In the case of Michigan, should the citizens of that state have obeyed the orders of their governor? Or should they have listened to the leadership of the state legislature? Michigan’s Constitution of 1963 gives pride of place to the legislative branch, just as the U.S. Constitution does. Don’t the people of a state owe greater allegiance to their representatives?
Or consider the problem of federalism: what happens when the president supports protests against lockdown orders? Faced with contradictory commands from equally legitimate magistrates, citizens must obey the Constitution as they understand it. Appeals to Romans 13 offer no guidance in such a case.
Court decisions, too, command the respect and obedience of the people. Now that the Michigan Supreme Court has spoken on the meaning of the 1945 and 1976 emergency powers laws, the people of Michigan know with some finality that their governor acted without legal authority in extending Michigan’s lockdown beyond April 30.
Civil Disobedience Can Be Obedience to a Higher Law
This Michigan drama demonstrates that American citizens must be willing to stand up for their rights. Courts cannot simply hand down decisions of their own accord. Michigan courts needed private citizens and businesses to challenge Whitmer’s orders before they could act. Citizens had to go first.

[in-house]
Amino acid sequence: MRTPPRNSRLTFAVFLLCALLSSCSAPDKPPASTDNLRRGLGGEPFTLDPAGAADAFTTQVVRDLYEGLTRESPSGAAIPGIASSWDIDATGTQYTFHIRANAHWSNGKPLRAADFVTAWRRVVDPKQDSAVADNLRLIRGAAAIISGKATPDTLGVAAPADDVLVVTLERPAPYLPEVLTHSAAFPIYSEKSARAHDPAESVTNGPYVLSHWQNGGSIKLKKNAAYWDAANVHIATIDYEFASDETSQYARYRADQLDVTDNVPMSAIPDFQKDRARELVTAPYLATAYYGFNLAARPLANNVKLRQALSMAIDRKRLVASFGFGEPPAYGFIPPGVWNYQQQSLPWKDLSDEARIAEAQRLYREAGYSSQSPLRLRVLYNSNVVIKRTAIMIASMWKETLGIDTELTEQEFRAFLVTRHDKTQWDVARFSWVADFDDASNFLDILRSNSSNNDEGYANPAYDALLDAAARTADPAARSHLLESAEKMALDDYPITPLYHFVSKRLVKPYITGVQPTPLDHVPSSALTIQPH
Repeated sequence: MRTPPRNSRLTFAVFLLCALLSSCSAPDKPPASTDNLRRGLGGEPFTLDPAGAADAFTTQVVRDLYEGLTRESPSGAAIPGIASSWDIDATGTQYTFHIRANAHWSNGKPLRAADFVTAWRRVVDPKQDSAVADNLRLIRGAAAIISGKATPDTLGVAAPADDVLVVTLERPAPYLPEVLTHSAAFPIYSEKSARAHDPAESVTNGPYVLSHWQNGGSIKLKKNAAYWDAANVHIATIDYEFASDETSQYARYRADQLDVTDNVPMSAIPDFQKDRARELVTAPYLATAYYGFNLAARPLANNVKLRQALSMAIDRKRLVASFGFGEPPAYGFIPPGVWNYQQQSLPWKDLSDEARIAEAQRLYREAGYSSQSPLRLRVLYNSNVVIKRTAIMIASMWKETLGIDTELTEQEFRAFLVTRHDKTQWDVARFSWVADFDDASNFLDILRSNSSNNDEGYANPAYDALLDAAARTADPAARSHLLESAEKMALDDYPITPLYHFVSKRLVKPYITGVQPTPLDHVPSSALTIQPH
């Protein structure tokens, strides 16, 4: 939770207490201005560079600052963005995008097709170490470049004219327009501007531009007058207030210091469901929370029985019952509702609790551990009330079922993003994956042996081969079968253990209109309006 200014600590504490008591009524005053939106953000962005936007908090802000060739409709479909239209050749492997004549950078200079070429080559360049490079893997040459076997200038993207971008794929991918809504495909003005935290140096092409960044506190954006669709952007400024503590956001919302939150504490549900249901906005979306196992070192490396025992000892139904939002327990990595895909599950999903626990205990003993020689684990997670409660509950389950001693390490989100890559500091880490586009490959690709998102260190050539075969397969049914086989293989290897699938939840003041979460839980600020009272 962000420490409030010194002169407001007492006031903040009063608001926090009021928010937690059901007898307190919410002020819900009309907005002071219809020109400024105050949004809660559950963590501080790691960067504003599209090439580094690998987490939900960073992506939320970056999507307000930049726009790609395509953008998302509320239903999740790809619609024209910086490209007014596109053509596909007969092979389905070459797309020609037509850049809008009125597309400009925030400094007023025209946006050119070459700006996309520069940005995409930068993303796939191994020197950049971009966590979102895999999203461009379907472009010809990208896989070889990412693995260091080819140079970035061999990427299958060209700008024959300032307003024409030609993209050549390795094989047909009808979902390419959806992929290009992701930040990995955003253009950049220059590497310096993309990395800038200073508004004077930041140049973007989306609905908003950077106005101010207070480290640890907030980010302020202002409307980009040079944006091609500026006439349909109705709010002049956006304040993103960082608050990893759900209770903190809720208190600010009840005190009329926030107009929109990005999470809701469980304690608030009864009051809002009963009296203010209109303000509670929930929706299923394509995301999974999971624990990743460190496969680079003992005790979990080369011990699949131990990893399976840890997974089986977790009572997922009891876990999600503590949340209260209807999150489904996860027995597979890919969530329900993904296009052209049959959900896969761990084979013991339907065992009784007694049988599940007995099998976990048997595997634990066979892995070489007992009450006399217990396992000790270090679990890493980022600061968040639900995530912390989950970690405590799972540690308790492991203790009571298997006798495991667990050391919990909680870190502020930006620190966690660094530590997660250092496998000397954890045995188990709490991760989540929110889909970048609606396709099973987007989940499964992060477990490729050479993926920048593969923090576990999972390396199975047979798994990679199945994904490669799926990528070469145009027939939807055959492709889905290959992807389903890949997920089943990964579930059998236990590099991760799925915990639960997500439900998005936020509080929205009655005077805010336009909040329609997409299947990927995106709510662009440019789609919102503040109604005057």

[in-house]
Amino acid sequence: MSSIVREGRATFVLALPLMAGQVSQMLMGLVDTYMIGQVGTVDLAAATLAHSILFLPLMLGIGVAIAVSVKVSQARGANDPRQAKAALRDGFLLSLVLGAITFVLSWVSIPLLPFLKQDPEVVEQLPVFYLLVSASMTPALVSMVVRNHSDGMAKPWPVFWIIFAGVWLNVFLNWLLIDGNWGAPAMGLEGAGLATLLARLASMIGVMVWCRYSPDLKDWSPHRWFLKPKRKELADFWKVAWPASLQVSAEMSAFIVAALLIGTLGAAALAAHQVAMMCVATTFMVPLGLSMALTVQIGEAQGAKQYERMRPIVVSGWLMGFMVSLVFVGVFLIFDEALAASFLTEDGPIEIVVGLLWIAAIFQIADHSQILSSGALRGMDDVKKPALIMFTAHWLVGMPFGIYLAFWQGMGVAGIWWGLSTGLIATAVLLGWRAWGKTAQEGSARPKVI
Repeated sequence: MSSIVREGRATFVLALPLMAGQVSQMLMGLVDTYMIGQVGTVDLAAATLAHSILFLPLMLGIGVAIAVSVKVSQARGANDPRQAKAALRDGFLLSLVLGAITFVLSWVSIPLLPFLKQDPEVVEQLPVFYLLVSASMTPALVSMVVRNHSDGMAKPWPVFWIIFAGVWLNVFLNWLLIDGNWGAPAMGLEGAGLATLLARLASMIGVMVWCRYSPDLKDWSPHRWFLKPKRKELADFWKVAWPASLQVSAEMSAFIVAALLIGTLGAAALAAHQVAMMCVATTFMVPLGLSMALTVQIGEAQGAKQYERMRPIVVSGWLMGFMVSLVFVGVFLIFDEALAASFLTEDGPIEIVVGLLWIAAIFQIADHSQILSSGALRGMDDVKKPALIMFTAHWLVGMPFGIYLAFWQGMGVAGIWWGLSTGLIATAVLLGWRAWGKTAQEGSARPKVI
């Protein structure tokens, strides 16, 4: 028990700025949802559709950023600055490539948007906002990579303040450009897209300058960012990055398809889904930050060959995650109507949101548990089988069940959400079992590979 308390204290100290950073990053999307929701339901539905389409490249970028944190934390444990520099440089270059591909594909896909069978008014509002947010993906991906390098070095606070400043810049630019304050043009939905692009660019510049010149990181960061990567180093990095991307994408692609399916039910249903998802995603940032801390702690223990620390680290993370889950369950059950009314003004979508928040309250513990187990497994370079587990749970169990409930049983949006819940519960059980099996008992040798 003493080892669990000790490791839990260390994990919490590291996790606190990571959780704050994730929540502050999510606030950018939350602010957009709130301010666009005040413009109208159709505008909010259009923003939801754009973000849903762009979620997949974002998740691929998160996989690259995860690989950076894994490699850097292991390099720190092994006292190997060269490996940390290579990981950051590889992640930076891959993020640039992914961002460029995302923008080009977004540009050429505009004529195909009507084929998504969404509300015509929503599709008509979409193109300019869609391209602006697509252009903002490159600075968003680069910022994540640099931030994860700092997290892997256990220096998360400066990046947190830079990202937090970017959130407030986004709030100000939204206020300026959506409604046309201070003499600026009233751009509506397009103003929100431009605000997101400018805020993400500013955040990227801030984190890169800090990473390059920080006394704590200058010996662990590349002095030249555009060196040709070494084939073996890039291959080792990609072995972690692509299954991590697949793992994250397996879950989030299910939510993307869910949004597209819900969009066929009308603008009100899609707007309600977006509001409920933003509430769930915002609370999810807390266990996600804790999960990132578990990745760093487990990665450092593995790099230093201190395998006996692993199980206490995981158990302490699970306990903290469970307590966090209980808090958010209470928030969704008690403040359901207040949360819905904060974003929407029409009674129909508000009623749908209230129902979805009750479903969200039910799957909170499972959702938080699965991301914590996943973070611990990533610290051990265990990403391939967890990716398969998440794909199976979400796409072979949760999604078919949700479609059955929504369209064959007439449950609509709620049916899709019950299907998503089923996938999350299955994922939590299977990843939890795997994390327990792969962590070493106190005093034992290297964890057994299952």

Some did so by offering free hair-cuts on the sidewalks of Lansing. Others pushed back by simply refusing to close their shops. These acts of defiance took courage, and they demonstrated that republicanism requires a spirited body of citizens who know their rights and are willing to defend them.
The real lesson of the Michigan high court’s decision is that it validates the behavior of Michiganders who have protested Whitmer’s actions since April 30. They were fighting for the Constitution and their constitutional rights.
They exercised the right to protest to oppose an illegal usurpation of powers by their governor. They followed the lead of the state legislature, deferred to the courts throughout the summer, and have at last found vindication in the state’s highest court. The protestors fought to preserve their republican form of government against paternalism and petty authoritarianism, exactly as all citizens in a free republic should.Thomas Tacoma is assistant professor of history and political science at Blue Mountain College and the author of “The Political Thought of Calvin Coolidge: Burkean Americanist,” due out from Lexington Books in October.